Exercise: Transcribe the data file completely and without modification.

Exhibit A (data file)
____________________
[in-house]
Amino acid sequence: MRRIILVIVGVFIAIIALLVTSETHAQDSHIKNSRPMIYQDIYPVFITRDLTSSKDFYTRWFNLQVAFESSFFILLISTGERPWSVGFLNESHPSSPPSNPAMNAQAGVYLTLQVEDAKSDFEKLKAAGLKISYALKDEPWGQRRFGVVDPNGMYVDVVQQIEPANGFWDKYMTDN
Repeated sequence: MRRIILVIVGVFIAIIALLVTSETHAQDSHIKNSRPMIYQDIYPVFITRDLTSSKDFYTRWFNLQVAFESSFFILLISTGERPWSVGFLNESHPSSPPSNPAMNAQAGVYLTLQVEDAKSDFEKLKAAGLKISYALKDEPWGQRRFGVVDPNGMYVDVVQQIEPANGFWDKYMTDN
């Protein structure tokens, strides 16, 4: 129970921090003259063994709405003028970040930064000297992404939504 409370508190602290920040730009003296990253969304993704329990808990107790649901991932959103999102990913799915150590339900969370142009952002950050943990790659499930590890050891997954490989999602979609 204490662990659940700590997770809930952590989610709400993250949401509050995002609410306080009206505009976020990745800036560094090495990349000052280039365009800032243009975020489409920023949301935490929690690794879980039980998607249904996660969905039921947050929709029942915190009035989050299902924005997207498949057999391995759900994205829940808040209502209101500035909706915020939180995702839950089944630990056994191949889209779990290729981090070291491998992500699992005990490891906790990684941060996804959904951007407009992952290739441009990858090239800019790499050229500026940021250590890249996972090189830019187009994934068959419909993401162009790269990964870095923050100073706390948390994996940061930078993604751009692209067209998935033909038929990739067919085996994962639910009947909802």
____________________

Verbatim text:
[in-house]
Amino acid sequence: MRRIILVIVGVFIAIIALLVTSETHAQDSHIKNSRPMIYQDIYPVFITRDLTSSKDFYTRWFNLQVAFESSFFILLISTGERPWSVGFLNESHPSSPPSNPAMNAQAGVYLTLQVEDAKSDFEKLKAAGLKISYALKDEPWGQRRFGVVDPNGMYVDVVQQIEPANGFWDKYMTDN
Repeated sequence: MRRIILVIVGVFIAIIALLVTSETHAQDSHIKNSRPMIYQDIYPVFITRDLTSSKDFYTRWFNLQVAFESSFFILLISTGERPWSVGFLNESHPSSPPSNPAMNAQAGVYLTLQVEDAKSDFEKLKAAGLKISYALKDEPWGQRRFGVVDPNGMYVDVVQQIEPANGFWDKYMTDN
């Protein structure tokens, strides 16, 4: 129970921090003259063994709405003028970040930064000297992404939504 409370508190602290920040730009003296990253969304993704329990808990107790649901991932959103999102990913799915150590339900969370142009952002950050943990790659499930590890050891997954490989999602979609 204490662990659940700590997770809930952590989610709400993250949401509050995002609410306080009206505009976020990745800036560094090495990349000052280039365009800032243009975020489409920023949301935490929690690794879980039980998607249904996660969905039921947050929709029942915190009035989050299902924005997207498949057999391995759900994205829940808040209502209101500035909706915020939180995702839950089944630990056994191949889209779990290729981090070291491998992500699992005990490891906790990684941060996804959904951007407009992952290739441009990858090239800019790499050229500026940021250590890249996972090189830019187009994934068959419909993401162009790269990964870095923050100073706390948390994996940061930078993604751009692209067209998935033909038929990739067919085996994962639910009947909802």